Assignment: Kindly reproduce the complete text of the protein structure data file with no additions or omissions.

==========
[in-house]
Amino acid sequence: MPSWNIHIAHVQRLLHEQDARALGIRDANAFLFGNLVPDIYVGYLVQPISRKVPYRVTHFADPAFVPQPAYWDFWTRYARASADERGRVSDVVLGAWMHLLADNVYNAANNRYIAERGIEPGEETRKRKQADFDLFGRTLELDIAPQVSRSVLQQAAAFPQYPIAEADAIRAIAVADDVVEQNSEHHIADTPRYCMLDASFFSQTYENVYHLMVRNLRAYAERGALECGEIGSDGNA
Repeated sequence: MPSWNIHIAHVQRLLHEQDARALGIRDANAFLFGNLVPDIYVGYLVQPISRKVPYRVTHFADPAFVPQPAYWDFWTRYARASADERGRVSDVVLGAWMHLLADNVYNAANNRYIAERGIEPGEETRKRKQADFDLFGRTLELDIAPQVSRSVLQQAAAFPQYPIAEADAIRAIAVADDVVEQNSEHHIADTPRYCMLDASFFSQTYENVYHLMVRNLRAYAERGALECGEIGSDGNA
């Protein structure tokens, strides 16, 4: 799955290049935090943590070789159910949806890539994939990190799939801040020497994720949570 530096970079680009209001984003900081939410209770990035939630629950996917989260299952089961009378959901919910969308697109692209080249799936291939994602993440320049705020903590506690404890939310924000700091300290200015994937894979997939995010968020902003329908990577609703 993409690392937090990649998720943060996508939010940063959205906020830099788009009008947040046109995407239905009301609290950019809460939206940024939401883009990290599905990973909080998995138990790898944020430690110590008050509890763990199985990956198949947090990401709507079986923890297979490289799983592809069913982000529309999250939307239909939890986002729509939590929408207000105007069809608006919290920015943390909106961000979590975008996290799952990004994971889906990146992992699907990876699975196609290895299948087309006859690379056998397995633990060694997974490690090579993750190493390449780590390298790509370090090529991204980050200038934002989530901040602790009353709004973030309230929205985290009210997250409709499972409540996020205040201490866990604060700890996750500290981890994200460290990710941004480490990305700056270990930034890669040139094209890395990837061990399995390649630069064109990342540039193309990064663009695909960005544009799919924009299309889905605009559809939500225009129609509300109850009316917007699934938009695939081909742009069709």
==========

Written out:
[in-house]
Amino acid sequence: MPSWNIHIAHVQRLLHEQDARALGIRDANAFLFGNLVPDIYVGYLVQPISRKVPYRVTHFADPAFVPQPAYWDFWTRYARASADERGRVSDVVLGAWMHLLADNVYNAANNRYIAERGIEPGEETRKRKQADFDLFGRTLELDIAPQVSRSVLQQAAAFPQYPIAEADAIRAIAVADDVVEQNSEHHIADTPRYCMLDASFFSQTYENVYHLMVRNLRAYAERGALECGEIGSDGNA
Repeated sequence: MPSWNIHIAHVQRLLHEQDARALGIRDANAFLFGNLVPDIYVGYLVQPISRKVPYRVTHFADPAFVPQPAYWDFWTRYARASADERGRVSDVVLGAWMHLLADNVYNAANNRYIAERGIEPGEETRKRKQADFDLFGRTLELDIAPQVSRSVLQQAAAFPQYPIAEADAIRAIAVADDVVEQNSEHHIADTPRYCMLDASFFSQTYENVYHLMVRNLRAYAERGALECGEIGSDGNA
């Protein structure tokens, strides 16, 4: 799955290049935090943590070789159910949806890539994939990190799939801040020497994720949570 530096970079680009209001984003900081939410209770990035939630629950996917989260299952089961009378959901919910969308697109692209080249799936291939994602993440320049705020903590506690404890939310924000700091300290200015994937894979997939995010968020902003329908990577609703 993409690392937090990649998720943060996508939010940063959205906020830099788009009008947040046109995407239905009301609290950019809460939206940024939401883009990290599905990973909080998995138990790898944020430690110590008050509890763990199985990956198949947090990401709507079986923890297979490289799983592809069913982000529309999250939307239909939890986002729509939590929408207000105007069809608006919290920015943390909106961000979590975008996290799952990004994971889906990146992992699907990876699975196609290895299948087309006859690379056998397995633990060694997974490690090579993750190493390449780590390298790509370090090529991204980050200038934002989530901040602790009353709004973030309230929205985290009210997250409709499972409540996020205040201490866990604060700890996750500290981890994200460290990710941004480490990305700056270990930034890669040139094209890395990837061990399995390649630069064109990342540039193309990064663009695909960005544009799919924009299309889905605009559809939500225009129609509300109850009316917007699934938009695939081909742009069709």